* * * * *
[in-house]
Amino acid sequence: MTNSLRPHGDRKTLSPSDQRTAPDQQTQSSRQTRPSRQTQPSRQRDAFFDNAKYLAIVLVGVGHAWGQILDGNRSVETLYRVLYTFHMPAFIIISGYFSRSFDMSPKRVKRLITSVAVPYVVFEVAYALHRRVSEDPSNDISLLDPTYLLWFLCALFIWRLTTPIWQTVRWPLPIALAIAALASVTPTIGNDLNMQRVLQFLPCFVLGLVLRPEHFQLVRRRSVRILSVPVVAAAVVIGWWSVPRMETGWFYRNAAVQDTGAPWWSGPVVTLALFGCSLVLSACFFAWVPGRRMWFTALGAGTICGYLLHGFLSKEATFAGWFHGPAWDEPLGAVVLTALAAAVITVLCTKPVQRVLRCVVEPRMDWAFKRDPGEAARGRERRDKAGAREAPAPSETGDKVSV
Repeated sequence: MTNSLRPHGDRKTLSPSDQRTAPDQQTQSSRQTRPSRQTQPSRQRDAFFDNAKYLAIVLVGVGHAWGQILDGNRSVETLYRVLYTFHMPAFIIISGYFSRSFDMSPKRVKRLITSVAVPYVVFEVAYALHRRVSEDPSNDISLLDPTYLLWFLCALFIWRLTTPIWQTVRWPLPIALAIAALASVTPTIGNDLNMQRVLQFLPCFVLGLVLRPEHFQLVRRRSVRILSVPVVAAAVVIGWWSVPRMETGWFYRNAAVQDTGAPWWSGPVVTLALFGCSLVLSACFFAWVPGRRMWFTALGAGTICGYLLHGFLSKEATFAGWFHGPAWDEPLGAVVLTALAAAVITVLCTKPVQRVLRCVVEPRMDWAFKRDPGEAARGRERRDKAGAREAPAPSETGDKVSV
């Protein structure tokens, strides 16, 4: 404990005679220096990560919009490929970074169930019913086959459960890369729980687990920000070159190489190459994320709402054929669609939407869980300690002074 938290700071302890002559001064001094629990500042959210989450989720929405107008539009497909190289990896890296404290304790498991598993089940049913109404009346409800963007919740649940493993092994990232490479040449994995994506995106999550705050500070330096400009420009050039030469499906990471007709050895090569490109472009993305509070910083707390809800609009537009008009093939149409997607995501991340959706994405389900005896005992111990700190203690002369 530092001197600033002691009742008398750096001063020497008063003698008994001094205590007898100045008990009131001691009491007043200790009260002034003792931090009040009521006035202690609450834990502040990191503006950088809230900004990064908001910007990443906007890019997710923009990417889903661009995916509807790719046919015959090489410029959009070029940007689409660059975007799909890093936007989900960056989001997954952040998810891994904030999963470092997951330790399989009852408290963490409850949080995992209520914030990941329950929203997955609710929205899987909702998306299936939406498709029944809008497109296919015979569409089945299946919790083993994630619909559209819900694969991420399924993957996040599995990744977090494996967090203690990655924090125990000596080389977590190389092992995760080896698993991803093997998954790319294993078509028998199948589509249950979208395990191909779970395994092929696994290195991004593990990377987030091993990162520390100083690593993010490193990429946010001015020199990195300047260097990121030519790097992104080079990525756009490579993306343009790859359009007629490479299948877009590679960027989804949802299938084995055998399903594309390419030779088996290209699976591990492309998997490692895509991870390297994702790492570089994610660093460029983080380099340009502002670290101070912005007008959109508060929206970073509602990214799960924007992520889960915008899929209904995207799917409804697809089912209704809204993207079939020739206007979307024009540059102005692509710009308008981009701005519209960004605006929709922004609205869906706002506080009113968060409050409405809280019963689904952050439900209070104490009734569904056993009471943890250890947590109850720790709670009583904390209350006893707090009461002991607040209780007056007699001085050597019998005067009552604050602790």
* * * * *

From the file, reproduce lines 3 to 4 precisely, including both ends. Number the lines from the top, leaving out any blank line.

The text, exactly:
Repeated sequence: MTNSLRPHGDRKTLSPSDQRTAPDQQTQSSRQTRPSRQTQPSRQRDAFFDNAKYLAIVLVGVGHAWGQILDGNRSVETLYRVLYTFHMPAFIIISGYFSRSFDMSPKRVKRLITSVAVPYVVFEVAYALHRRVSEDPSNDISLLDPTYLLWFLCALFIWRLTTPIWQTVRWPLPIALAIAALASVTPTIGNDLNMQRVLQFLPCFVLGLVLRPEHFQLVRRRSVRILSVPVVAAAVVIGWWSVPRMETGWFYRNAAVQDTGAPWWSGPVVTLALFGCSLVLSACFFAWVPGRRMWFTALGAGTICGYLLHGFLSKEATFAGWFHGPAWDEPLGAVVLTALAAAVITVLCTKPVQRVLRCVVEPRMDWAFKRDPGEAARGRERRDKAGAREAPAPSETGDKVSV
């Protein structure tokens, strides 16, 4: 404990005679220096990560919009490929970074169930019913086959459960890369729980687990920000070159190489190459994320709402054929669609939407869980300690002074 938290700071302890002559001064001094629990500042959210989450989720929405107008539009497909190289990896890296404290304790498991598993089940049913109404009346409800963007919740649940493993092994990232490479040449994995994506995106999550705050500070330096400009420009050039030469499906990471007709050895090569490109472009993305509070910083707390809800609009537009008009093939149409997607995501991340959706994405389900005896005992111990700190203690002369 530092001197600033002691009742008398750096001063020497008063003698008994001094205590007898100045008990009131001691009491007043200790009260002034003792931090009040009521006035202690609450834990502040990191503006950088809230900004990064908001910007990443906007890019997710923009990417889903661009995916509807790719046919015959090489410029959009070029940007689409660059975007799909890093936007989900960056989001997954952040998810891994904030999963470092997951330790399989009852408290963490409850949080995992209520914030990941329950929203997955609710929205899987909702998306299936939406498709029944809008497109296919015979569409089945299946919790083993994630619909559209819900694969991420399924993957996040599995990744977090494996967090203690990655924090125990000596080389977590190389092992995760080896698993991803093997998954790319294993078509028998199948589509249950979208395990191909779970395994092929696994290195991004593990990377987030091993990162520390100083690593993010490193990429946010001015020199990195300047260097990121030519790097992104080079990525756009490579993306343009790859359009007629490479299948877009590679960027989804949802299938084995055998399903594309390419030779088996290209699976591990492309998997490692895509991870390297994702790492570089994610660093460029983080380099340009502002670290101070912005007008959109508060929206970073509602990214799960924007992520889960915008899929209904995207799917409804697809089912209704809204993207079939020739206007979307024009540059102005692509710009308008981009701005519209960004605006929709922004609205869906706002506080009113968060409050409405809280019963689904952050439900209070104490009734569904056993009471943890250890947590109850720790709670009583904390209350006893707090009461002991607040209780007056007699001085050597019998005067009552604050602790």